Nepal

Life Updates: My Three Weeks in Nepal!

December 20, 2016

I feel like I’m so behind with updating you guys on the destinations I’ve visited, and now I just wanna update everyone on my life. Also, it’s much easier to get a post out when you don’t have to go back, browse, and edit 1,385 photos from months ago. So here’s a little somethin for ya without so much proofreading and try-hard-ing. More of this to come!

Nepal was great! I’ve always been intrigued by Nepal (mainly, the culture and religion and the fact that they live right up against the biggest mountains in the WORLD), but I never had any concrete plans to visit so soon. Well, uh, obviously I figured I’d be back in the US and out of money by now but hey, surprise surprise everyone, it’s December and I’m still in Asia! And I ended up spending three weeks in Nepal!

Life Updates: Three Weeks in Nepal - Trailing Rachel

Kathmandu

I met up with Marko (that’s the boy) in Kathmandu after he’d finished trekking Everest Base Camp. I’d told him to go ahead and get the hardcore stuff out of the way before I arrived in the country, and that maybe I would attempt (a much shorter) hike somewhere else in Nepal.

Kathmandu is chaos. It’s the capital and biggest city of Nepal, yet most of the roads are unpaved and it seems like nobody really gave a damn about city planning. But it is colorful and loud and dusty and GREAT! I happened to arrive just before Deepavali, the Hindu festival of lights (called Diwali in India and elsewhere) and it was perfect timing.

It’s a three day affair, and everyone lights little clay oil lamps all over the place and decorates to the max. There are markets in the street selling everything you could need for the celebration, and they just add to the chaos.

Life Updates: Three Weeks in Nepal - Trailing Rachel

Three Weeks in Nepal

On the first day of Deepavali, they honor the animals, like this guy.

Life Updates: Three Weeks in Nepal - Trailing Rachel

While in the city, we made sure to visit Swayambhunath Temple (the one with the monkeys and lots of steps) and the crematorium at Pashupatinath Temple, and both were definitely worth the visit.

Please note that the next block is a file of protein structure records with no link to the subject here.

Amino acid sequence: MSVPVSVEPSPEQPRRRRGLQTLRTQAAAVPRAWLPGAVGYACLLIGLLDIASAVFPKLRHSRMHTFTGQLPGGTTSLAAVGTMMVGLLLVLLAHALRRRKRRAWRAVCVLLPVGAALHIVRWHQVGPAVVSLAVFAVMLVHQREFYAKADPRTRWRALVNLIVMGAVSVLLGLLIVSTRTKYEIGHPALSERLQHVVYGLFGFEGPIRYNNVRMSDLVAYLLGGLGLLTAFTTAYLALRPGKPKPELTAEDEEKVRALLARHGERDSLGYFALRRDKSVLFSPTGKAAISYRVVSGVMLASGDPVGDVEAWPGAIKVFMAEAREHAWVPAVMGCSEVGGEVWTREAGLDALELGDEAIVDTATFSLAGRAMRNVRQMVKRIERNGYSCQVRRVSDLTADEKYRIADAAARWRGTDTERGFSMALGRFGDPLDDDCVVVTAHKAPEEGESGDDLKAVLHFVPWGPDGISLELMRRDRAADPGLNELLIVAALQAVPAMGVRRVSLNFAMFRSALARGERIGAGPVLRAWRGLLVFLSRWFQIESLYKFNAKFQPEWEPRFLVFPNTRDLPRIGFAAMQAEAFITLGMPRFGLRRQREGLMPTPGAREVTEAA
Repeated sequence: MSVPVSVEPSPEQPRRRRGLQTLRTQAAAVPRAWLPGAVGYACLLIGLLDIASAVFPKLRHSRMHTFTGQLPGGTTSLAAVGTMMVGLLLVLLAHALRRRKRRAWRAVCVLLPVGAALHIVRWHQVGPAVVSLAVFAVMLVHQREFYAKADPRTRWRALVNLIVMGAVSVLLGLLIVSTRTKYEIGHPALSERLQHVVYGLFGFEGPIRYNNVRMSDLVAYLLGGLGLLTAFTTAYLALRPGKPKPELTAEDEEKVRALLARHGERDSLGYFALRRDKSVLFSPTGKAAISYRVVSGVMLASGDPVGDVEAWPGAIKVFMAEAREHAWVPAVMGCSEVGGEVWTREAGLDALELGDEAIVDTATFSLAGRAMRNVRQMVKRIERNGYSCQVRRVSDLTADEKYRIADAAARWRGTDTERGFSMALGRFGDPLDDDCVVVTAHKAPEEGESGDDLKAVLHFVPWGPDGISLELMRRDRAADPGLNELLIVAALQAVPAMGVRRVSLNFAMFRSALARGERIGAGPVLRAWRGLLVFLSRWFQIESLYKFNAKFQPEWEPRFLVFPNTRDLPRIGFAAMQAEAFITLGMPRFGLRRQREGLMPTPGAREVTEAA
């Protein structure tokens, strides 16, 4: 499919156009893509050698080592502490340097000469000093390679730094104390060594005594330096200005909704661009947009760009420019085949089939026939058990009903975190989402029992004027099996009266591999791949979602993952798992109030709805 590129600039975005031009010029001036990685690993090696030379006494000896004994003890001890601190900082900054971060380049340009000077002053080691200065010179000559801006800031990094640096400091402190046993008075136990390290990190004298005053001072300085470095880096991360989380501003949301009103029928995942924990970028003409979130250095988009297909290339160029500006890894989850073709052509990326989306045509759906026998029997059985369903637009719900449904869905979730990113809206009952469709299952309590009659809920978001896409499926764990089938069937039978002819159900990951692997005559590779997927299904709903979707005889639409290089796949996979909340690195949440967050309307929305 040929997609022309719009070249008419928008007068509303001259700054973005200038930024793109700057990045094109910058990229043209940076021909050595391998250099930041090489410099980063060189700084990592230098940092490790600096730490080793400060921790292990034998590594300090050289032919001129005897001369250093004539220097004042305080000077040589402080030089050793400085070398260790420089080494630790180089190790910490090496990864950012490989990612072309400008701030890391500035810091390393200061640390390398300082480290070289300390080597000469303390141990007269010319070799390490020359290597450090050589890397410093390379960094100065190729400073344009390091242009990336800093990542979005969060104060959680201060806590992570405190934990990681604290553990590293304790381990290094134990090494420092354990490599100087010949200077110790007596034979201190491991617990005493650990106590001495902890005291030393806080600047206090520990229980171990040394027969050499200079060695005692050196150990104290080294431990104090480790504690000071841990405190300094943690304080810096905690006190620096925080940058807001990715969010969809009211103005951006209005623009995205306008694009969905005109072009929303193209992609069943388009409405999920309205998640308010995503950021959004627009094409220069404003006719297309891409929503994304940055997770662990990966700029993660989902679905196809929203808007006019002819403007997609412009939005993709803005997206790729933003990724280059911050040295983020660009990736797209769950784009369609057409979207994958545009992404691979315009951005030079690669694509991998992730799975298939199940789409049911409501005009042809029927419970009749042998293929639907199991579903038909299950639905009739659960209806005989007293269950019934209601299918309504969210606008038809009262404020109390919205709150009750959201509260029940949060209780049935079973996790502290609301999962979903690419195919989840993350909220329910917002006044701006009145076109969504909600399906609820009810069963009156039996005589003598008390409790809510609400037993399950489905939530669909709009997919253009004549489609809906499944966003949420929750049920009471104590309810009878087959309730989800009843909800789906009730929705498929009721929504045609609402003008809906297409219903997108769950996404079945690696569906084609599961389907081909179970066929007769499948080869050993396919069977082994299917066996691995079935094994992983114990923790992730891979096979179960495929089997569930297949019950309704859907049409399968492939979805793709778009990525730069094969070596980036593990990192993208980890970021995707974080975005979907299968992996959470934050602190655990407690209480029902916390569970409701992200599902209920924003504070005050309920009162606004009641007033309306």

The burning ghats at the crematorium were especially interesting and very moving – I mean, you can see families cremating their loved ones, how can it not be?! Since death isn’t a thing that’s hidden or secretive in Nepal, anyone can enter the temple and watch the bodies being sent off in flames, and some of the final moments of mourning before they’re set ablaze are quite emotional.

It was worth the money to splurge ($12) on a guide to know what was going on. And we learned a lot more about the gods, goddesses, and practices of the Hindu religion. Did you know that up until recently, killing a cow in Nepal carried the same penalty as murder?!

Three Weeks in Nepal - Trailing Rachel

Pashupatinath temple and crematorium at sunset

Life Updates: Three Weeks in Nepal - Trailing Rachel

Life Updates: Three Weeks in Nepal - Trailing Rachel

monkey temple stupa and souvenirs

Oh, and of course we ate a ton of street food. I tried to organize a DIY food tour based on maps I naively devised while I was still back home. HA! As if there are street signs and restaurants with names! What was I thinking?! Still, we managed to find a few of the places, including some ridiculously good fried chicken momos and the best lassi in town (we think).

Life Updates: Three Weeks in Nepal - Trailing Rachel

Life Updates: Three Weeks in Nepal - Trailing Rachel

While in Kathmandu, we also squeezed in a six course cooking class to learn how to make momos, chapati, thukpa, and other stuff. But mainly momos. Turns out I am really bad at folding them.

Three Weeks in Nepal - Trailing Rachel

Pokhara

After we’d had enough of big city Nepalese livin’ we headed to Pokhara where we’d decide whether to take on a rafting trip or a big hike, or both. It’s a touristy town filled with foreigners all dressed in their trekking gear, and there’s a nice big lake. It’s a much more peaceful place than Kathmandu (hard not to be!) and only a nine hour windy bus ride away!

Life Updates: Three Weeks in Nepal - Trailing Rachel

this is Marko – you’ll be seeing a little more of him around here

To put it mildly, we had a very leisurely time in Pokhara pre and post hike. We visited the Peace Pagoda for some views of the city and the lake, and we joined a yoga class one morning (Marko’s first) despite saying were were totally going to do yoga all the time. One day, we rented a motorbike and headed into the countryside to check out Begnas Lake, have lunch, and take photos – the scenery was pretty gorgeous and I’d missed being on the back of a motorbike #bikelyfe.